Important Vaccines for your Child


Childhood immunizations aid in protecting children and their vulnerable immune systems from serious diseases. Assuring that children receive all of their necessary immunizations is one of the most important ways parents can aid in keeping their little ones healthy. 


The following is a list of vaccines recommended for children:
  1. Influenza Vaccine: The influenza vaccine, also known as the flu vaccine, helps reduce the risk of children being severely affected by flu complications, especially for children under five years of age. The influenza vaccine should be administered:

       Yearly, for children six months and older.

       The CDC recommends that children receive their influenza vaccine by the end of October before flu season reaches its peak.

  1. Chickenpox(Varicella) Vaccine: The varicella vaccine helps prevent chickenpox, an itchy rash that typically lasts around one week. Fever, loss of appetite, headache, and fatigue are all symptoms attributed to chickenpox. The timeline for the chickenpox vaccine is:

      First dose – 12 to 15 months of age.

      Second dose – 4 to 6 years of age.

  1. Rotavirus Vaccine: Rotavirus is a virus that can cause symptoms including vomiting, diarrhea, fever, abdominal pain, and even lead to dehydration. The Rotavirus vaccineis administered by putting a few droplets in the child’s mouth. Babies should receive two or three doses of the rotavirus vaccine, depending on the brand. The timeline for when the vaccine should be administered is as follows:

       First dose – Before 15 weeks of age.

       Second (last) dose – By eight months of age.

  1. Hepatitis A and Hepatitis B Vaccines: Both the Hepatitis A vaccine and the Hepatitis B vaccinehelp protect your child from liver diseases. Hepatitis A and B are both liver diseases. However, they are transmitted in different ways. Hepatitis A is spread by contacting an infected person or ingesting orally. In contrast, Hep B is spread through blood-to-blood or bodily fluid contact. The timeline for when these vaccines should be administered is:

       Hepatitis A (First dose) – 12 months of age through 23 months of age.

      Hepatitis A (Second dose) – 6 months after receiving the first dose.

      Hepatitis B (First dose): Receive 2, 3, or 4 shots by 6 months of age at birth. Note: For some, it may take longer than 6 months to complete the series of vaccines needed for Hepatitis B.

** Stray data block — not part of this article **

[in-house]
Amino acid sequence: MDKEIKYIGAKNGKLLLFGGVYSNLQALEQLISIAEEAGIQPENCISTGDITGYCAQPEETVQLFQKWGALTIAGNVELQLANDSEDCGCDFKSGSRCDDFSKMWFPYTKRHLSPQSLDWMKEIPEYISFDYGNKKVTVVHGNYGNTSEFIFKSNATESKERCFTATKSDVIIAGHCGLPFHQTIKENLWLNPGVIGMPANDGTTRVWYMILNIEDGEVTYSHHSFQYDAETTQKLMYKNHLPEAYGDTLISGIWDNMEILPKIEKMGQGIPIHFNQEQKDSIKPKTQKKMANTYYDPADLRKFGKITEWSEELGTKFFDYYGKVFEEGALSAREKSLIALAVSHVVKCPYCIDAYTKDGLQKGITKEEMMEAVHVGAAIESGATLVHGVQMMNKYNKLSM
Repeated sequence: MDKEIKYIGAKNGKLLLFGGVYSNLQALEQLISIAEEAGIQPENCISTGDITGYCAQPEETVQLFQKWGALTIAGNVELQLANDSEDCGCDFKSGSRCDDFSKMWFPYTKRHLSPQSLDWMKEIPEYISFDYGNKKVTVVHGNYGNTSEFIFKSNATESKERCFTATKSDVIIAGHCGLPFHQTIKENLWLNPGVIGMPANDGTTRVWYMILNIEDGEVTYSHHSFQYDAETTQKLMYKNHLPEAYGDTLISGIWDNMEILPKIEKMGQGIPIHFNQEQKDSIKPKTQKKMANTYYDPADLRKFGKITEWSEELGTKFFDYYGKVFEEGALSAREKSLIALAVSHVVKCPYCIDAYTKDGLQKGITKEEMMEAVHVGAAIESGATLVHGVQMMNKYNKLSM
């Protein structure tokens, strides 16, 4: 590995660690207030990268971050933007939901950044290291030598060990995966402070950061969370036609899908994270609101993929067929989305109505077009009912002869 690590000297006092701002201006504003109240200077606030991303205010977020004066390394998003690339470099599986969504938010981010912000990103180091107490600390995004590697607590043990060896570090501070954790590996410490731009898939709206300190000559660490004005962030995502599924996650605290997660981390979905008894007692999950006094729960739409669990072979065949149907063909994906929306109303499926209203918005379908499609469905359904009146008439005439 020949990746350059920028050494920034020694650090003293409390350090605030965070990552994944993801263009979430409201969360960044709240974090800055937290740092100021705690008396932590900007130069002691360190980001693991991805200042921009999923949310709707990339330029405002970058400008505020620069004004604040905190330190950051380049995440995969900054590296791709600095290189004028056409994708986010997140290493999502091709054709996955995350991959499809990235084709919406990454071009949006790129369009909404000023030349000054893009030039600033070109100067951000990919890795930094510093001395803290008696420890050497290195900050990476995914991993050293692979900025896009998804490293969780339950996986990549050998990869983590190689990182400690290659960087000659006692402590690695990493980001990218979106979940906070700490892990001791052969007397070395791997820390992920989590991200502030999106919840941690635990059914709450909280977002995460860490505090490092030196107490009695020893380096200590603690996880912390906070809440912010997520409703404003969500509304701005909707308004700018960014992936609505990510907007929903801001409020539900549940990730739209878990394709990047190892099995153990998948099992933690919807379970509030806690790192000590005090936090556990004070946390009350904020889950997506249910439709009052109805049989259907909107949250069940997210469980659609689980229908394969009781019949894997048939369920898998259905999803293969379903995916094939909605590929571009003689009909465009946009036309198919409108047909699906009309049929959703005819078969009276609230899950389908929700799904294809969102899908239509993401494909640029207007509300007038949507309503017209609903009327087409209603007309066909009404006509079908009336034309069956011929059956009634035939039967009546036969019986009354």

1. Haemophilus Influenza type B (HIB) Vaccine: TheHIB vaccine helps prevent children from contracting the Haemophilus virus. Symptoms from HIB bacteria can be mild, such as ear infections, to more severe illnesses, like infections in the bloodstream, pneumonia, and severe swelling in the throat. The timeline for when the HIB vaccine should be administered is as follows:

      First dose- 2 months of age, receiving up to 3–4 doses by 12–15 months of age.

  1. Pneumococcal (PCV13) Vaccine: The pneumococcal vaccinehelps prevent diseases from pneumococcal bacteria. Symptoms associated with pneumococcal bacteria include pneumonia, meningitis, sinus infections, ear infections, and bacteremia (bloodstream infections). The timeline for when children should receive their PCV13 vaccine is as follows:

      This vaccine is usually given in 4 doses and should be administered at 2,4,6 and 12–15 months of age.

  1. Meningococcal Vaccine: The meningococcal vaccinehelps prevent diseases from a bacteria called Neisseria Meningitis. This type of bacteria can lead to meningitis, which is an infection of the lining of the brain and spinal cord. The timeline for this vaccine is:

       Two doses of the MenACWY vaccine are recommended for adolescents 11–12 years old and a booster dose at 16. This vaccine is also                 recommended for children between the ages of 11 and 18.

  1. DTap and TDap Vaccines: TheDTap and TDap vaccines help prevent three deadly diseases in children caused by bacteria. These bacteria include diphtheria, tetanus, and pertussis. The timeline for when these vaccines should be administered is:

      DTap—Children should receive five doses of the DTap vaccine at the ages of 2 months, four months, six months, 15-18 months, and 4-6              years.

      TDap—This vaccine is only for children 7 years of age and older. Adolescents should preferably receive it at the age of 11-12.

  1. Polio Vaccine: The polio vaccinehelps prevent poliovirus, a life-threatening disease that affects an individual’s spinal cord. Poliovirus can lead to paralysis, permanent disability, and even death. The timeline for the poliovirus vaccine is:

      First dose – 2 months of age

     Second dose – 4 months of age

     Third dose – 6–18 months of age

     Fourth dose – 4–6 years of age

  1. Human Papillomavirus (HPV) Vaccine: TheHPV Vaccine helps prevent infections from HPV, as well as certain types of cancers associated with HPV, such as; cervical, vulvar, and vaginal cancer in women, penile cancer in men, and anal cancer in both women and men. The timeline for when the HPV vaccine should be administered is:

      11–12 years of age, but maybe given starting at age 9.

  1. MMR Vaccine: The MMR vaccinehelps prevent diseases such as measles, mumps, and rubella. The timeline for when the MMR vaccine should be administered is:

      First dose – 12 to 15 months of age

      Second dose – 4 to 6 years of age

      When it comes to the health of your little one, never leave it up to chance. Child vaccines in Wellington are here! Contact the offices of               SuraMed Health Center, PA, to schedule your child’s immunizations in Wellington.